Had she done all that, she would have realized that she had no article to write because lines within the 1968 report and other material undercuts the entire article. Had she looked deeper into the “star researcher” prominently featured right at the top of her piece and prominently throughout – the one who supposedly comprehended how the “American Petroleum Institute Knew,” then via tough questions posed to him and the other ‘citation source’ for her article, she might have realized that she had a whole different story on her hands.
I’m speaking first of her headliner, Carroll Muffett. That Muffett, the fellow seen in a leaked 2016 email exposé alongside two top ex-Ozone Action people, John Passacantando and Kert Davies, who were out to portray Exxon as corrupt in the eyes of the public. Ozone Action being the group that was the first to give the worthless leaked industry documents known as the “reposition global warming” memos their first lasting, ongoing media traction.
How far is Carroll Muffett separated from ye olde “reposition global warming” memos that are falsely attributed to the Western Fuels Association’s “Information Council for the Environment” public relations campaign? We see it’s only by 2 or 3 degrees, via the hapless Yale360 article author’s citation of Muffett’s Smoke and Fumes 2017 report, (where his report doesn’t even get the ICE name right), since he cites the Union of Concerned Scientists for the Western Fuels bit. As I’ve detailed before, UCS cites Greenpeace USA’s scans collection for their WFA / “reposition global warming” to back up its accusation, and the Greenpeace scans are nothing more than the Ozone Action-era scans.
How far was Carroll Muffett separated from the other email names in the aforementioned leaked 2016 email? One degree, via his Facebook Friendship with Ross Gelbspan at the time. Today — Friends? What Friends?
Then there “the other ‘citation source’ for the Yale360 article” I mentioned three paragraphs above, Richard Wiles. That Richard Wiles, the fellow I covered in my November 16, 2022 blog post with all his hugely suspect connections to ye olde “reposition global warming” memos and its core promulgator of late, Kert Davies.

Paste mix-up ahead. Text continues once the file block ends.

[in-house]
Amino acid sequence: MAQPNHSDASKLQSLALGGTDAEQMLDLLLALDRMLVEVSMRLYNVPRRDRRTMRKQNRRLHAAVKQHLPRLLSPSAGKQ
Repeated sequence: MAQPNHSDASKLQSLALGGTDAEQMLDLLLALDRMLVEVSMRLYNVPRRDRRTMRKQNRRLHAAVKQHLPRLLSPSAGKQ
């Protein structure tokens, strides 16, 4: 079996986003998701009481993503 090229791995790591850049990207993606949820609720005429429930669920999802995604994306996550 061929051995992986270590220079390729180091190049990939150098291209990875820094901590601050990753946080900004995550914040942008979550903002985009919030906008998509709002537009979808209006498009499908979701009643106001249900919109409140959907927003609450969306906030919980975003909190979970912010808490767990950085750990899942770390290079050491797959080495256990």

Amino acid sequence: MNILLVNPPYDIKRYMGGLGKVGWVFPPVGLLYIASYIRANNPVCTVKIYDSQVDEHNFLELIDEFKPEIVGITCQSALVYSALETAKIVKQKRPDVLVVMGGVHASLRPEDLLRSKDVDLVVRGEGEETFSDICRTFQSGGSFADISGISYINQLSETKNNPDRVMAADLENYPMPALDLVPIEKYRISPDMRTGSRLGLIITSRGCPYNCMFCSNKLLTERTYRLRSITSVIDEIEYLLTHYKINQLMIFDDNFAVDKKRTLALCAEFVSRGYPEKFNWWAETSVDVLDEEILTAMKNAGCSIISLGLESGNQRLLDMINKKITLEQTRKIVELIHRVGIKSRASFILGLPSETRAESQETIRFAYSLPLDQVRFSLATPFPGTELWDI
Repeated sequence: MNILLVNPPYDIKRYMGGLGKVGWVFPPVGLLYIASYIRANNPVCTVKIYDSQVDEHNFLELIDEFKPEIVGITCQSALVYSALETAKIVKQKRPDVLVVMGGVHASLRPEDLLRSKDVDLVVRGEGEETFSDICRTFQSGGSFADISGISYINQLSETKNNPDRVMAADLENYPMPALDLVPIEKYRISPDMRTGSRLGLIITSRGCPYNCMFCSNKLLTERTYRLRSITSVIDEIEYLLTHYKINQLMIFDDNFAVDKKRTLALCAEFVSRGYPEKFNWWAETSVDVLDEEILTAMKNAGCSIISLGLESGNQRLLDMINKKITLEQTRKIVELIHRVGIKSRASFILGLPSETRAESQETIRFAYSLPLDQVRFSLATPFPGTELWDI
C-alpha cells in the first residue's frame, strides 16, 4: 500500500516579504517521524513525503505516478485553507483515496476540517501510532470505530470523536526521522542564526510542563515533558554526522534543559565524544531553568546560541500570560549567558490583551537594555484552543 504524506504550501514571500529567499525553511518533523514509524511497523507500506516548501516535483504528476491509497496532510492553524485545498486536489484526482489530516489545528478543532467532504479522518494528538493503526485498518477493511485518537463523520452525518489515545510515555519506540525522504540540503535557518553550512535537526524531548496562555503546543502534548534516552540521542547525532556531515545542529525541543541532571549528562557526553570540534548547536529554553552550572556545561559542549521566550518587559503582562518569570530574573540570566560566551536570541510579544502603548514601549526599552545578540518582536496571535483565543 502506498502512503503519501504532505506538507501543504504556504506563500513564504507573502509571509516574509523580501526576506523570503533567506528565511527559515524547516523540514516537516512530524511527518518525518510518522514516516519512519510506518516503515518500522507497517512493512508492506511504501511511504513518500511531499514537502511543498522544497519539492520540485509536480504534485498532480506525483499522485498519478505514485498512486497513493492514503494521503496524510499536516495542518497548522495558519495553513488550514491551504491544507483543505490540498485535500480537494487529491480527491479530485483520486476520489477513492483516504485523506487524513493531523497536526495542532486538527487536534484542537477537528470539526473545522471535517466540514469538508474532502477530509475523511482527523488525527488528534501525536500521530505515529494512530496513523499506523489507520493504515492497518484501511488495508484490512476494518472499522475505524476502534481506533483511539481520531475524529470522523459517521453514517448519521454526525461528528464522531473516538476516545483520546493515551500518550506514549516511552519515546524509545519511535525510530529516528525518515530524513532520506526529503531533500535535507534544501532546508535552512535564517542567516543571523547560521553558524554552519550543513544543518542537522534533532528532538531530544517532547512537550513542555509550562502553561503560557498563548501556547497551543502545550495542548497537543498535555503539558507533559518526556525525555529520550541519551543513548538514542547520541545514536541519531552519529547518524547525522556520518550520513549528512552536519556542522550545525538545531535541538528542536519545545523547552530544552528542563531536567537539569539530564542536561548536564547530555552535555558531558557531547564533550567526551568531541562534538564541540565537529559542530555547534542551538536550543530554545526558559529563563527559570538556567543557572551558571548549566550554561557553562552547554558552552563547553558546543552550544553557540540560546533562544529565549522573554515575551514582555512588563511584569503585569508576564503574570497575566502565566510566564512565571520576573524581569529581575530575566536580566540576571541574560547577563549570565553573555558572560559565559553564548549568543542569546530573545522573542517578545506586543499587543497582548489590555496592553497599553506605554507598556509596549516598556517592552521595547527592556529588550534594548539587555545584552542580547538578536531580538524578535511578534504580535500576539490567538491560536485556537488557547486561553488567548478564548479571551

Then, there’s more … because there’s always more. The Yale360 author didn’t say a word about “Merchants of Doubt” book author / documentary movie star Naomi Oreskes but she might have well had, concerning her paragraph stating,
In 1965, in a message to Congress, President Lyndon Johnson, whose scientific advisors warned him about climate change, had written that “this generation has altered the composition of the atmosphere on a global scale” in part because of “a steady increase in carbon dioxide from the burning of fossil fuels.”
Reading that presidential letter was what had prompted Carroll Muffett to begin the digging …
Where, oh where, could Muffett have seen that letter? At the top of this article, it says Muffett began his “research” in 2008. Who put out a video presentation within the last three weeks of 2007 reciting the identical words from President Johnson? Naomi Oreskes …. but she substituted a 3-dot ellipsis instead of the words “in part because of.”
As I detailed In my dissection of the Rhode Island v. Chevron lawsuit (because many of these filings repeat the same thing about “President Johnson’s warning”), the inclusion of the three missing words for Oreskes’ slide, or the 4 words for Yale360’s paragraph, utterly undercuts what was supposed to be LBJ’s warning (full text here):
This generation has altered the composition of the atmosphere on a global scale through radioactive materials and a steady increase in carbon dioxide from the burning of fossil fuels.
How would the Yale360 author know not to insert those problematic words into her article, just like the attorneys for the Rhode Island v. Chevron lawsuit knew not to do that?